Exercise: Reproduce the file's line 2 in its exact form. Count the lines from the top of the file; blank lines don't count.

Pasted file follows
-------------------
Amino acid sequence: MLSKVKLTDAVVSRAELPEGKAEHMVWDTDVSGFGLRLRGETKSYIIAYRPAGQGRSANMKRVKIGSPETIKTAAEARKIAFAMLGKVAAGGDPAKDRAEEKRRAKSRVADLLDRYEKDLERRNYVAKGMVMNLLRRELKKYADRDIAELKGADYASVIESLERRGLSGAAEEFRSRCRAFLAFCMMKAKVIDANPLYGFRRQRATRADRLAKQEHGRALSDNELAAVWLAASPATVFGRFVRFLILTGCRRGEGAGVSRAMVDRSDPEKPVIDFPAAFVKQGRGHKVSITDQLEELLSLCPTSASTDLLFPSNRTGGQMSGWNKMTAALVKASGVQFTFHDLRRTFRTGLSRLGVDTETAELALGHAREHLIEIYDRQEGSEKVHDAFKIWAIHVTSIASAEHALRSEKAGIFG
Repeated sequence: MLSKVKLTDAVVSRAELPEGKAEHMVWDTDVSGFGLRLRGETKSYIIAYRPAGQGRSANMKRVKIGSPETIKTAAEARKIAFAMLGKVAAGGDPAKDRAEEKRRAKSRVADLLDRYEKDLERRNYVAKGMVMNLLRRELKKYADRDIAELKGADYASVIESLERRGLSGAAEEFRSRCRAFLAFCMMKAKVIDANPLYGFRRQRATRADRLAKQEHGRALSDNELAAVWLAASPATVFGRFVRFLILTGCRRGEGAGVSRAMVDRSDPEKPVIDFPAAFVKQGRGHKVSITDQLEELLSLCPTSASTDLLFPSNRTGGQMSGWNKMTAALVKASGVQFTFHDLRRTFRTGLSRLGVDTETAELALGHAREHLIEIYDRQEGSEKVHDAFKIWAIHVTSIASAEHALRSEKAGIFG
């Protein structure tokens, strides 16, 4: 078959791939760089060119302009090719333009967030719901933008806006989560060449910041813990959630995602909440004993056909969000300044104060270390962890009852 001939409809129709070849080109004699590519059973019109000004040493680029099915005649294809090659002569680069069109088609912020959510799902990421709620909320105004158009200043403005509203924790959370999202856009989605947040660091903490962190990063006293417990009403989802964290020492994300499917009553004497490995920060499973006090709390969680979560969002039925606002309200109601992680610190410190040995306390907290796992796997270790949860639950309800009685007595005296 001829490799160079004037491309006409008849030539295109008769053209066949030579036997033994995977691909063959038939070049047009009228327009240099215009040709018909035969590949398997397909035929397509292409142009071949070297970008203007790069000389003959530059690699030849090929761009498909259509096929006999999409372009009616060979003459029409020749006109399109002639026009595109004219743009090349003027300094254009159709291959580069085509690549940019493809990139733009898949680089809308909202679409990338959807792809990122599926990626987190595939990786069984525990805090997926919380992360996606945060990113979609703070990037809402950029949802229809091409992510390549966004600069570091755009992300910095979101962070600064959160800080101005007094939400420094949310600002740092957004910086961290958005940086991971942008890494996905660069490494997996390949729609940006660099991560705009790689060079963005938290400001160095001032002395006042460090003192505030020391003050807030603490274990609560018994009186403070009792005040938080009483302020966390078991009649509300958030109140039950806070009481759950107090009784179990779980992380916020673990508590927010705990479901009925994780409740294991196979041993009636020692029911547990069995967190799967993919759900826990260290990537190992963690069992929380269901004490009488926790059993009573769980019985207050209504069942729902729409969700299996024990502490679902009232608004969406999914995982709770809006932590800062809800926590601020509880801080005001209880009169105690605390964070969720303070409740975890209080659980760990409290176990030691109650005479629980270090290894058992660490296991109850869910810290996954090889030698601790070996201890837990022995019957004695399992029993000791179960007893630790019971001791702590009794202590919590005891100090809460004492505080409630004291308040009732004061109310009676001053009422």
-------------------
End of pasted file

Repeated sequence: MLSKVKLTDAVVSRAELPEGKAEHMVWDTDVSGFGLRLRGETKSYIIAYRPAGQGRSANMKRVKIGSPETIKTAAEARKIAFAMLGKVAAGGDPAKDRAEEKRRAKSRVADLLDRYEKDLERRNYVAKGMVMNLLRRELKKYADRDIAELKGADYASVIESLERRGLSGAAEEFRSRCRAFLAFCMMKAKVIDANPLYGFRRQRATRADRLAKQEHGRALSDNELAAVWLAASPATVFGRFVRFLILTGCRRGEGAGVSRAMVDRSDPEKPVIDFPAAFVKQGRGHKVSITDQLEELLSLCPTSASTDLLFPSNRTGGQMSGWNKMTAALVKASGVQFTFHDLRRTFRTGLSRLGVDTETAELALGHAREHLIEIYDRQEGSEKVHDAFKIWAIHVTSIASAEHALRSEKAGIFG